A holistic disaster risk management approach starts with a change in the way we refer to disasters.
Based on a case study in Indonesia, these charts illustrate how privacy-compliant human mobility data – such as mobile phone and GPS information – can provide rapid information to understand the impact of a disaster and how best to respond.
The region’s tragic monsoon floods show the importance of scaling up disaster risk reduction efforts before new emergencies unfold.
Disaster-prone countries should get ahead of the curve and set aside funds for disasters – before they happen.
The cost of disasters far outweighs the resources available for recovery. Microfinance could be one way to fill the funding gap.
‘Build back better’ is often easier said than done after a disaster, but one example from the People’s Republic of China shows that it can be done well.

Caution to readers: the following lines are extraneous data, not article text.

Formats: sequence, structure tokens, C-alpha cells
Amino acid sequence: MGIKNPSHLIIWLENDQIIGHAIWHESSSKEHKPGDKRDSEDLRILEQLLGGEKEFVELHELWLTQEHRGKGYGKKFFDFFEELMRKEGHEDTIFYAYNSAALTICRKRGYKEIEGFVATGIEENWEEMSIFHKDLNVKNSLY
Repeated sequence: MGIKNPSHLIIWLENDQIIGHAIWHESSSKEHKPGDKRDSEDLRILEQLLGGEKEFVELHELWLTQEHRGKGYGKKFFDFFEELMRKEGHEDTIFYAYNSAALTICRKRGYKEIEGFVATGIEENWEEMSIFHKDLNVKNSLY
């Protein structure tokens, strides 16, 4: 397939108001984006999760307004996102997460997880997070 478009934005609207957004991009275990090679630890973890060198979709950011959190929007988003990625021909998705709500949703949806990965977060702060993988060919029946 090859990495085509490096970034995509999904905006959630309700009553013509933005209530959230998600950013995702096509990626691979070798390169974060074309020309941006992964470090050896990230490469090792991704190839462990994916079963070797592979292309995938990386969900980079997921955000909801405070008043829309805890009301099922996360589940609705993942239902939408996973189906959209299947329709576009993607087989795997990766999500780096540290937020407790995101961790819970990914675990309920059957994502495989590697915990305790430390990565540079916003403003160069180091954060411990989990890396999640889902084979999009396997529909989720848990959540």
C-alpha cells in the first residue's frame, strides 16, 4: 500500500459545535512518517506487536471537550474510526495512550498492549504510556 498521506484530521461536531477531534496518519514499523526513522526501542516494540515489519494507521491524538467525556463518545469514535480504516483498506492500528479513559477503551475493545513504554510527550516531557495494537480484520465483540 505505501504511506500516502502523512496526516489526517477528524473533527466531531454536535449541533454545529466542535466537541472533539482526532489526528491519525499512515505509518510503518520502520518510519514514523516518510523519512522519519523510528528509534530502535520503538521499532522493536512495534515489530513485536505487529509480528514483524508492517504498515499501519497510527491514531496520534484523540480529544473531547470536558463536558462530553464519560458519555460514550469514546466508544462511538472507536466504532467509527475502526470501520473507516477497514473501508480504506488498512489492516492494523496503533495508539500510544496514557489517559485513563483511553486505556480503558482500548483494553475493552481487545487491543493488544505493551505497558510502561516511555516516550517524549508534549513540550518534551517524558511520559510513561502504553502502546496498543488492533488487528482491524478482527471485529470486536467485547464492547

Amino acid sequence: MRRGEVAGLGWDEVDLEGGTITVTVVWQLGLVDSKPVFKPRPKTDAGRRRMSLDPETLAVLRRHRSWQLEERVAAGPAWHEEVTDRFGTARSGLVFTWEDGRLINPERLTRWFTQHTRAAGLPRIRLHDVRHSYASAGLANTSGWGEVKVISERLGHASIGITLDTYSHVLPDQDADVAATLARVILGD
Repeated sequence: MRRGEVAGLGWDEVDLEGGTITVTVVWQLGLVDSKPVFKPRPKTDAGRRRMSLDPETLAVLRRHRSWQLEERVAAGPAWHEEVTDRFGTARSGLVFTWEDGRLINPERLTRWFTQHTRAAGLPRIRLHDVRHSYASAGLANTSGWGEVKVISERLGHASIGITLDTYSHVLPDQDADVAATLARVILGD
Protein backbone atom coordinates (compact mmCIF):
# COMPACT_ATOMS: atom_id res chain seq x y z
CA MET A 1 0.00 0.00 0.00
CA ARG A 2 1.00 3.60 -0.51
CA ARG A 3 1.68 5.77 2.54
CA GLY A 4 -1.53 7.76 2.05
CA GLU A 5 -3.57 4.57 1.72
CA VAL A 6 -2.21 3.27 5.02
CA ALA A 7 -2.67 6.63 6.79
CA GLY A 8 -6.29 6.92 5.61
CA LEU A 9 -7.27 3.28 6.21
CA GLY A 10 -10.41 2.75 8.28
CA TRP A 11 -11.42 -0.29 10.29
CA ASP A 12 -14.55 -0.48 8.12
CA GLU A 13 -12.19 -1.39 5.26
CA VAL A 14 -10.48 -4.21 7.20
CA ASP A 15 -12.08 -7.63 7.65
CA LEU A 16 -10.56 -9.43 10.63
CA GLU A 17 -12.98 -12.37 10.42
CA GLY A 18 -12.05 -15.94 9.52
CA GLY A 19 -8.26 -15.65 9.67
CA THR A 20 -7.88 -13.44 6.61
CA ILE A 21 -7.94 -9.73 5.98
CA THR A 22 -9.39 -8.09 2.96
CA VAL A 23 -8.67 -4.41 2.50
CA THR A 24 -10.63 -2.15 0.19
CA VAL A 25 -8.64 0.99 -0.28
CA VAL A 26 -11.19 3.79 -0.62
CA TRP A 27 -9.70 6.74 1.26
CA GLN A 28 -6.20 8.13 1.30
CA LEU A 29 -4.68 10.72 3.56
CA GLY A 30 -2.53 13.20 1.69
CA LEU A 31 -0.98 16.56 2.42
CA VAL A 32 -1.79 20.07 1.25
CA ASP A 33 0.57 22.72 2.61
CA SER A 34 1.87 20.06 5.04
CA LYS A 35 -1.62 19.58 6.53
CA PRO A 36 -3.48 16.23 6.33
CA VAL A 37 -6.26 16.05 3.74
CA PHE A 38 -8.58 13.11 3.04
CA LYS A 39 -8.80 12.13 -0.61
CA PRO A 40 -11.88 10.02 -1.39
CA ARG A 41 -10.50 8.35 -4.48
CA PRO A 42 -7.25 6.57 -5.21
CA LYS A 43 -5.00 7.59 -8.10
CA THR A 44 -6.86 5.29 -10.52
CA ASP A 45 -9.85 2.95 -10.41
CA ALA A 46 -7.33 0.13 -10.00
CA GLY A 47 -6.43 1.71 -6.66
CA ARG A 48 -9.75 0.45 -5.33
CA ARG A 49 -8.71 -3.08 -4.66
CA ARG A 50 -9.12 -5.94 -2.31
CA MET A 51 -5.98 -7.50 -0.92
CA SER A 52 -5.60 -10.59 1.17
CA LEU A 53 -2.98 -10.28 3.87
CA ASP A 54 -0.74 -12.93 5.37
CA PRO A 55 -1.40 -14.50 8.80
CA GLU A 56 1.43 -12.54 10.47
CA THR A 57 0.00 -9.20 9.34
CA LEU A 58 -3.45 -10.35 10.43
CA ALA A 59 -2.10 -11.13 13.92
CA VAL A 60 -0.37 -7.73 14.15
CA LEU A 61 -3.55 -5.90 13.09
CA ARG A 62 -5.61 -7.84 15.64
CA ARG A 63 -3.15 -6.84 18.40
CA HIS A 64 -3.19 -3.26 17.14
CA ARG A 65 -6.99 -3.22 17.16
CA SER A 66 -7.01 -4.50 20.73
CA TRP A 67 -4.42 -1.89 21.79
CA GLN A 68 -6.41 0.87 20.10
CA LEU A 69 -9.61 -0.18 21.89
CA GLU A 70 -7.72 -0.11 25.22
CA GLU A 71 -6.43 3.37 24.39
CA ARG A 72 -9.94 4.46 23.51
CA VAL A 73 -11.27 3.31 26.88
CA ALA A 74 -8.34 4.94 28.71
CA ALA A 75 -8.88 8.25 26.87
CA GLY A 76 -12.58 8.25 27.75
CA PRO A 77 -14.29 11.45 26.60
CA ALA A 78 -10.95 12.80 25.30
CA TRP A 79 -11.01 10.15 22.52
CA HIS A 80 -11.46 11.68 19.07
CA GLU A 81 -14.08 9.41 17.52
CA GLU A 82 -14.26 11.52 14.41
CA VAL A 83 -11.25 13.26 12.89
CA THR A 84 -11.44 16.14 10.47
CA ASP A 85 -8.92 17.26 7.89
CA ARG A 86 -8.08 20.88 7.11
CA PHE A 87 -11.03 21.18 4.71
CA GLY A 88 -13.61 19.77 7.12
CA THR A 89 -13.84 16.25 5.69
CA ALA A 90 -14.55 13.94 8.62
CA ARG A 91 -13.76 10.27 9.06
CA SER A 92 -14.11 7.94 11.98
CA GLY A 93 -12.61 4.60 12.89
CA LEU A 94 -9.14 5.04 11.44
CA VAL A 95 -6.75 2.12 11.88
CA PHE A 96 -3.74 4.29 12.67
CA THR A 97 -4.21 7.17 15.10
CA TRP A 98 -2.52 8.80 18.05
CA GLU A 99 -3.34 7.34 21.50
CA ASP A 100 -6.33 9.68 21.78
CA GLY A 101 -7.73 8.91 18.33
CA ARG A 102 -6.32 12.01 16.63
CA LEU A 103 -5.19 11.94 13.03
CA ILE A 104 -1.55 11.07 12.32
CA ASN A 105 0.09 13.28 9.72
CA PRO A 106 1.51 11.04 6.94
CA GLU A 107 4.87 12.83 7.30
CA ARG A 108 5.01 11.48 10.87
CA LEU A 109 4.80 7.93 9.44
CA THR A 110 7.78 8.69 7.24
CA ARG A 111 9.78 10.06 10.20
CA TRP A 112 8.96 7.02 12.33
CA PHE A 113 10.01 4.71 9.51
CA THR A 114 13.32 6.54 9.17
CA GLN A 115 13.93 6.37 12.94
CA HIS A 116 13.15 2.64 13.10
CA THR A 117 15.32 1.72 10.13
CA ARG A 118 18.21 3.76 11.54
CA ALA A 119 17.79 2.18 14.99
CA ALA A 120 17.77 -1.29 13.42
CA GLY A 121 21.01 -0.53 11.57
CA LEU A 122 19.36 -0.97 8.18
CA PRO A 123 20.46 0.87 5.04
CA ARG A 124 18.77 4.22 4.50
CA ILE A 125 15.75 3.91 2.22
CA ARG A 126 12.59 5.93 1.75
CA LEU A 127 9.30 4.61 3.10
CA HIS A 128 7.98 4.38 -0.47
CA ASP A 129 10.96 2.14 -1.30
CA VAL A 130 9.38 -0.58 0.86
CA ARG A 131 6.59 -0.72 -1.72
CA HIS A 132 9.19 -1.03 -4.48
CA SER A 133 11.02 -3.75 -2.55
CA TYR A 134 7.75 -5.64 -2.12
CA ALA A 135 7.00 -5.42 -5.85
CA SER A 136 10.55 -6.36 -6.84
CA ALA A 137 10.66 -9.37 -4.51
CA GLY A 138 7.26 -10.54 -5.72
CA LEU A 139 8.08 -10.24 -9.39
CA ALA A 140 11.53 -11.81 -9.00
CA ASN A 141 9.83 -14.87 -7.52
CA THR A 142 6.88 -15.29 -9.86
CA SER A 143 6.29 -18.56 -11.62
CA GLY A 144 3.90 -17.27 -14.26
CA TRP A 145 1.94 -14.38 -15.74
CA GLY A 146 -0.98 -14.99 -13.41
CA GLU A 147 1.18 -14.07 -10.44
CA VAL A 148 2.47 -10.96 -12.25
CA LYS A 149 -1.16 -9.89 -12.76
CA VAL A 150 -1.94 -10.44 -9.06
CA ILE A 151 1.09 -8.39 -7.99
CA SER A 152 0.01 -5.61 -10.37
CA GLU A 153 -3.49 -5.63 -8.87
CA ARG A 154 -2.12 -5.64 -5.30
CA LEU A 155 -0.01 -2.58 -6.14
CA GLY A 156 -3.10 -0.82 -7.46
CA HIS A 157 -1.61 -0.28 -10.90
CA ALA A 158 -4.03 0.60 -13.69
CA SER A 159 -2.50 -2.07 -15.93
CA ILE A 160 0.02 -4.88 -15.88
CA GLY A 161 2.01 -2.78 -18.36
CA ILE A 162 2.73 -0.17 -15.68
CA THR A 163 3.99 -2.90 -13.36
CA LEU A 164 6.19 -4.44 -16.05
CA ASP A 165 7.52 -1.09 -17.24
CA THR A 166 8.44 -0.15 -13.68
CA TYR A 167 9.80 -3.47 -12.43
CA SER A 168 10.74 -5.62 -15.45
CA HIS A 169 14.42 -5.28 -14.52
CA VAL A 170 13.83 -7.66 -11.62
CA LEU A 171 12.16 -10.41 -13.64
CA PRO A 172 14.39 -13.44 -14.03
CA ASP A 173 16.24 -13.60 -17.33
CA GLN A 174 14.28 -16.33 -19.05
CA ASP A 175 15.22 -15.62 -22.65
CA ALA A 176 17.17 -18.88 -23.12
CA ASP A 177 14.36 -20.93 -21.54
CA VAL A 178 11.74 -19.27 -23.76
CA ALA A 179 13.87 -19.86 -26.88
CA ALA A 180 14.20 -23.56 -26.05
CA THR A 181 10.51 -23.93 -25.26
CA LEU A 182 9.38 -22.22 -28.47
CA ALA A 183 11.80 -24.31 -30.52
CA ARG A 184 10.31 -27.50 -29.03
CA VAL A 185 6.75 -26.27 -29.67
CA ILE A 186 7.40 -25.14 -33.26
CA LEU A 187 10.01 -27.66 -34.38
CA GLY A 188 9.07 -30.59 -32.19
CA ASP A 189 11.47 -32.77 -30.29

Disaster preparedness, combined with updated risk information and timely assessments of damages and needs, were critical for Tonga’s response to the undersea volcanic eruption.
Due to the economic importance of coastal areas, the insurance industry can contribute significantly to their protection.
Post-disaster strategies help farmers overcome immediate losses while they wait for assistance.
The devastating floods in the Hindu Kush Himalaya Region have shown the urgency of actions needed to protect vulnerable communities from the impact of climate change.